No room for complacency
The sad news of deaths in Carmen and Danao resulting from flashfloods in Cebu on Easter Sunday should be taken as another painful lesson in inculcating a mindset of resilience in the era of disasters in this most vulnerable country of ours. Of the five initially identified as victims, four were children, and one, a woman, the children’s mother.
Philippine Atmospheric, Geophysical and Astronomical Services Administration (Pagasa) was not remiss in the duty of informing us on the state of the tropical depression “Crising”.
The Philippine Coast Guard suspended sea travel last Saturday, with thousands of travelers stranded in various ports.
Typhoon signal was up in northern Cebu and other parts of the Visayas.
In the past, a tropical depression was taken lightly. But with the vastly changed climate, there is no room for complacency on the part of both authorities and citizens.
Incessant rains can bring highly urbanized cities like Cebu and Mandaue to a standstill with flooded streets, as many experienced yesterday.
The Disaster Risk Reduction and Management Council (DRRMC) for each province, city and municipality should ensure that each Barangay Development Council has a functioning DRRM Committee up to par with the role as the first responder to any disaster or calamity.
According to RA 10121, the Philippines Disaster Risk Reduction and Management Act of 2010, the functions of a DRRM Council and Barangay DRRM Committee, include, among others, the following:
(i) Design, program, and coordinate disaster risk reduction and management activities consistent with the National Council’s standards and guidelines;
(ii) Facilitate and support risk assessments and contingency planning activities at the local level;
(iii) Consolidate local disaster risk information which includes natural hazards, vulnerabilities, and climate change risks, and maintain a local risk map;
(iv) Organize and conduct training, orientation, and knowledge management activities on disaster risk reduction and management at the local level;
(v) Operate a multi-hazard early warning system, linked to disaster risk reduction to provide accurate and timely advice to national or local emergency response organizations and to the general public, through diverse mass media, particularly radio, landline communications, and technologies for communication within rural communities;
(vi) Conduct continuous disaster monitoring and mobilize instrumentalities and entities of the LGUs, CSOs, private groups and organized volunteers, to utilize their facilities and resources for the protection and preservation of life and properties during emergencies in accordance with existing policies and procedures;
(vii) Identify, assess and manage the hazards vulnerabilities and risks that may occur in their locality;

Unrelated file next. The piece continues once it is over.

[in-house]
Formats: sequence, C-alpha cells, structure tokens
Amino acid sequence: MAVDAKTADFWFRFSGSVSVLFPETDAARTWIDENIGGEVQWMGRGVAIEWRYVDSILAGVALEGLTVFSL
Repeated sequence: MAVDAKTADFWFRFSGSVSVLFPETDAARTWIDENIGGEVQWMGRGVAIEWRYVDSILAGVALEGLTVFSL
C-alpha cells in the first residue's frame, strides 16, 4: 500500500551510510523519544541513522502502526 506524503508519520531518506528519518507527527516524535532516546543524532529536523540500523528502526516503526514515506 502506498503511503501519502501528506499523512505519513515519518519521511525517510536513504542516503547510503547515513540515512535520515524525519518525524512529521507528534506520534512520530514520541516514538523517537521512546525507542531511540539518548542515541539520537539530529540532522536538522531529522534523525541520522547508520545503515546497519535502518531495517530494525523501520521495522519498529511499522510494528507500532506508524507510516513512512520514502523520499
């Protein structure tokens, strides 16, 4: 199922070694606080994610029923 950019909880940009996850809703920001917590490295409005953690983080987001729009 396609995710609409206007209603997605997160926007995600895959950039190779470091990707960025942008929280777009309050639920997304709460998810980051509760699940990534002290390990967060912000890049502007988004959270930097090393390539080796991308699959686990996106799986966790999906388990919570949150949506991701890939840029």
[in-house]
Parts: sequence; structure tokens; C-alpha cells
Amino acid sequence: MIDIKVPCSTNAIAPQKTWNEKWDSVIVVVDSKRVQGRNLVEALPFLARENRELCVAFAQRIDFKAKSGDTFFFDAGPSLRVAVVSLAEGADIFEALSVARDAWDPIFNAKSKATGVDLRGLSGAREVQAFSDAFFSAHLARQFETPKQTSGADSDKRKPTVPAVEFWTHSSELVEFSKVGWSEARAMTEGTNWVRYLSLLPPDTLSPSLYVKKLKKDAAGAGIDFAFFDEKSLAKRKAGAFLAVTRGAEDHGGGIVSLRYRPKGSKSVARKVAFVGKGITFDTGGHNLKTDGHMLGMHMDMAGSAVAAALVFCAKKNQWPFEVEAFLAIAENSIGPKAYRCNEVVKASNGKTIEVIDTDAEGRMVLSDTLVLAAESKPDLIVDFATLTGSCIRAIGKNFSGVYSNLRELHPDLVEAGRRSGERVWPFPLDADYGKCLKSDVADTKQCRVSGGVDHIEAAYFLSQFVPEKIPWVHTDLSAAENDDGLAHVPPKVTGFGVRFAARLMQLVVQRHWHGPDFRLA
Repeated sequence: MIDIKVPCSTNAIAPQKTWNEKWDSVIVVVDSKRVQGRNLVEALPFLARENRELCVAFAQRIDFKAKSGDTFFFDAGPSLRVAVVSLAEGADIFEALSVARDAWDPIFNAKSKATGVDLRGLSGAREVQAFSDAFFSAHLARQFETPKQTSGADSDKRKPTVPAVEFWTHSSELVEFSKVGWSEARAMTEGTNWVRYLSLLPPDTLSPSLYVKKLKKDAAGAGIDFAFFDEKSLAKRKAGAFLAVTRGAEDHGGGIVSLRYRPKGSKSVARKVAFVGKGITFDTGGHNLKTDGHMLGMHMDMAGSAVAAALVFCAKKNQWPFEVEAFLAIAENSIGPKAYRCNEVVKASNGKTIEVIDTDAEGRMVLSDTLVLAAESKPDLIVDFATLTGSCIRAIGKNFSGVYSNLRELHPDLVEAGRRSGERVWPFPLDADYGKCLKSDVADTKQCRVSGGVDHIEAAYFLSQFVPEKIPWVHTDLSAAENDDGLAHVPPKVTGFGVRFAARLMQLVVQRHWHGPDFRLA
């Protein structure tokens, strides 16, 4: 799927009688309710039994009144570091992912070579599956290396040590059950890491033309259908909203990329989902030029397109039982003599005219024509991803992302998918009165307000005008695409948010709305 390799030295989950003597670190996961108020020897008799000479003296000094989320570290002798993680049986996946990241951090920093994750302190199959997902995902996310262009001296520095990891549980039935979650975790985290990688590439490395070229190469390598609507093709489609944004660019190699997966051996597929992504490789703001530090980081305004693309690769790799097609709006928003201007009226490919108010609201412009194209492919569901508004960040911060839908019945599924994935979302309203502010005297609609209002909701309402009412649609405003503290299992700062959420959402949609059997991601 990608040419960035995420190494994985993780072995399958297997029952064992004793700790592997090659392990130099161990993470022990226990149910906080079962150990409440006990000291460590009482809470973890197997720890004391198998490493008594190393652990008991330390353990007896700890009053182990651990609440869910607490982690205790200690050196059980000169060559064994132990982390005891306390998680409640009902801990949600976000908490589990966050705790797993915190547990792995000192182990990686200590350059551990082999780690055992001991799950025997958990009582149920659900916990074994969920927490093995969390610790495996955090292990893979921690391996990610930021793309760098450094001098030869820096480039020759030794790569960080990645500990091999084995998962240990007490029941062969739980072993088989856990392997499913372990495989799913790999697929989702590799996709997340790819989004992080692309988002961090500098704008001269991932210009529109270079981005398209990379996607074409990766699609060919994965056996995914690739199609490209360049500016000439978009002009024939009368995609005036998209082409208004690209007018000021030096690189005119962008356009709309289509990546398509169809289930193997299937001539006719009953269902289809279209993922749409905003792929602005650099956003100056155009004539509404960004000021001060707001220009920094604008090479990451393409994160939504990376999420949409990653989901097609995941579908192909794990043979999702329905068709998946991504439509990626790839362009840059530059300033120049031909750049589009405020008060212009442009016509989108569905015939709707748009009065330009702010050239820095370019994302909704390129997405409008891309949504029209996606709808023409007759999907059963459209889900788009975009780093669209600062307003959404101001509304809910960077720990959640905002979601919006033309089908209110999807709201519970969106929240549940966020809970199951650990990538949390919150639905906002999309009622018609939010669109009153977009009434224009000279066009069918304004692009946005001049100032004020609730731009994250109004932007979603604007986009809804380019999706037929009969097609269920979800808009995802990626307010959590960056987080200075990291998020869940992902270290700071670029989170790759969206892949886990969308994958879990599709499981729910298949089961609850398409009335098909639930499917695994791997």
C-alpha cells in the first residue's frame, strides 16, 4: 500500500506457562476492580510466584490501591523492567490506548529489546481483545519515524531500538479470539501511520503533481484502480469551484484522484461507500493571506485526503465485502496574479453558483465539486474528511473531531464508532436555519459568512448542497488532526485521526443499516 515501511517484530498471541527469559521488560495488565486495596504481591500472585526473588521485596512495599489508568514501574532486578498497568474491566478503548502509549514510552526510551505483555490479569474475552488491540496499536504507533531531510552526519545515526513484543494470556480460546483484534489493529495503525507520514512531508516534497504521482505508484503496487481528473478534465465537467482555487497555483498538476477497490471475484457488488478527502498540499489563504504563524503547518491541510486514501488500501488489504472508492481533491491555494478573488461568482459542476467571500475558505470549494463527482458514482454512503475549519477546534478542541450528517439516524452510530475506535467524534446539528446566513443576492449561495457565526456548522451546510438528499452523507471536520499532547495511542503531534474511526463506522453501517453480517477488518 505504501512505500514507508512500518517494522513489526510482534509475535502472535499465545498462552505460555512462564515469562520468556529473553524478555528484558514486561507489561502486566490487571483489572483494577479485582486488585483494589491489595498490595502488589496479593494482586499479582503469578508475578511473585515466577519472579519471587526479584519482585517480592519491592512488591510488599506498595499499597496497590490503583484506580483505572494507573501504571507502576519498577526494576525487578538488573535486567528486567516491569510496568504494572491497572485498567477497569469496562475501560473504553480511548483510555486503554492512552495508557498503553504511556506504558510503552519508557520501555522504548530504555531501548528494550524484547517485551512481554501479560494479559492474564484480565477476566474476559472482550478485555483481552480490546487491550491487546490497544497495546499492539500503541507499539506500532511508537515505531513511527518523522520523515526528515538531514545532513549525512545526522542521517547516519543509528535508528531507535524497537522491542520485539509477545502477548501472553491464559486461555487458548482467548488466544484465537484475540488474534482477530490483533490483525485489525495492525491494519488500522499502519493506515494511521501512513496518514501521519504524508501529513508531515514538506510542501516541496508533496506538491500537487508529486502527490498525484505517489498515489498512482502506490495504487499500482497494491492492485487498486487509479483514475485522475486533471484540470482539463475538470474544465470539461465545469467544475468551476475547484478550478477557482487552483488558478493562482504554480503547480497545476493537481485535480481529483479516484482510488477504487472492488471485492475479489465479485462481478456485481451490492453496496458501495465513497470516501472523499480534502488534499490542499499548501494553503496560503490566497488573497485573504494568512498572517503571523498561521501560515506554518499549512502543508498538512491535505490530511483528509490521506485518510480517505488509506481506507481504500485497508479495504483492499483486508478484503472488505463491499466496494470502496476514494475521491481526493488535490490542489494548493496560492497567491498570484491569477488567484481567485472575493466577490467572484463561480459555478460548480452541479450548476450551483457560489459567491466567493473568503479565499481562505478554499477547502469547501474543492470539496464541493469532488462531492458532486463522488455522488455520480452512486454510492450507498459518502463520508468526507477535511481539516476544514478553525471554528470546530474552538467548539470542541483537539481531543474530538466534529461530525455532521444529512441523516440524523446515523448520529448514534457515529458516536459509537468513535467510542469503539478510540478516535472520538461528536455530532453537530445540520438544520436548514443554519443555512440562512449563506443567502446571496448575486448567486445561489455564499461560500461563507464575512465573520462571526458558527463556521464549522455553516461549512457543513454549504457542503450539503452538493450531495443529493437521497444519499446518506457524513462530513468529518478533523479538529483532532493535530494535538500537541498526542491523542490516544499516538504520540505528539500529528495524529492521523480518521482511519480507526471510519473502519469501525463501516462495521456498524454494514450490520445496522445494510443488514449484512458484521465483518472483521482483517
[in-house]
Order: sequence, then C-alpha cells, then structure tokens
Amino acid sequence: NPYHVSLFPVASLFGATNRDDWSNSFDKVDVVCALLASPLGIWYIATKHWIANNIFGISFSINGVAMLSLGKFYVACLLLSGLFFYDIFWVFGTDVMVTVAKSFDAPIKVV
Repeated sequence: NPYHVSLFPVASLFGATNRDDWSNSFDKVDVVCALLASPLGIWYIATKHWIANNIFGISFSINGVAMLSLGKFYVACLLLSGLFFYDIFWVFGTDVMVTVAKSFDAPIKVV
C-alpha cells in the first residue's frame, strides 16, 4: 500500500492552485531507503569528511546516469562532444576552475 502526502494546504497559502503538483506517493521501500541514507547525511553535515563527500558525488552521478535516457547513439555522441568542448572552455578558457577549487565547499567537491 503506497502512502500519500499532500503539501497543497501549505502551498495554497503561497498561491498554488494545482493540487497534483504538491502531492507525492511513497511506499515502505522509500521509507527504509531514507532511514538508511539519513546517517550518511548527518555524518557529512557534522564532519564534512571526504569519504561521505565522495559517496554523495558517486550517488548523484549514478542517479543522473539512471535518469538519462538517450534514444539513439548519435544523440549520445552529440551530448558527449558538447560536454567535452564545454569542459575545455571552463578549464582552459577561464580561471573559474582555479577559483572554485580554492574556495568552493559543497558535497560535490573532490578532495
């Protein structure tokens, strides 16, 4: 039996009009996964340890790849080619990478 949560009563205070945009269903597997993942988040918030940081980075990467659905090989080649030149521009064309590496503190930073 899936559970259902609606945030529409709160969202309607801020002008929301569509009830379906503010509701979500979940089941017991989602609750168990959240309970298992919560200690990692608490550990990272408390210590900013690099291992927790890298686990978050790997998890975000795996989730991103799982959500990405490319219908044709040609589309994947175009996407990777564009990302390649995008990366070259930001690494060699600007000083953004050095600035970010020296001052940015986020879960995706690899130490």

(viii) Disseminate information and raise public awareness about those hazards, vulnerabilities and risks, their nature, effects, early warning signs and counter-measures;
(ix) Identify and implement cost-effective risk reduction measures / strategies;
(x) Develop, strengthen and operationalize mechanisms for partnership or networking with the private sector, CSOs, and volunteer groups;
(xi) Take all necessary steps on a continuing basis to maintain, provide, or arrange the provision of, or to otherwise make available, suitably trained and competent personnel for effective civil defense and disaster risk reduction and management in its area;
(xii) Respond to and manage the adverse effects of emergencies and carry out recovery activities in the affected area, ensuring that there is an efficient mechanism for immediate delivery of food, shelter and medical supplies for women and children, endeavor to create a special place where internally displaced mothers can find help with breastfeeding, feed and care for their babies and give support to each other
In these most perilous of times, is there a performing and active Barangay Development Council with a functioning Barangay Disaster Risk Reduction and Management Committee, in each of the 42,036 barangays, in 1490 municipalities, 144 cities, and 81 provinces of the country?
It is a question that needs to be answered, and for the supervising local government units and the Department of Interior and Local Government, to ascertain, monitor and exact accountability.
The lives of citizenry, especially the vulnerable sectors like the children, the elderly, those with disability, the ailing, and the women, depend upon authorities at the barangay level who have the ability, foresight and the heart to ensure that each person is prepared for any contingency. It should be noted that those who perished in the Carmen flashfloods were children, and the children’s mother.
Were the deaths and injuries avoidable if there was an implementation of a Community-Based Disaster Risk Reduction and Management Program?
RA 10121 defines it as “a process of disaster risk reduction and management in which at risk communities are actively engaged in the identification, analysis, treatment, monitoring and evaluation of disaster risks in order to reduce their vulnerabilities and enhance their capacities, and where the people are at the heart of decision-making and implementation of disaster risk reduction and management activities.”
Are the constituents involved in the program including mapping out high risk areas and what they needed to do to reduce the risks?
Was there multi-hazard early warning system that should have notified people especially in highly vulnerable areas to evacuate and seek shelter elsewhere?
These queries and more have to be responded to in an investigation that the Cebu Province is tasked to do, if we are to give meaning to the tragic deaths of its constituents.
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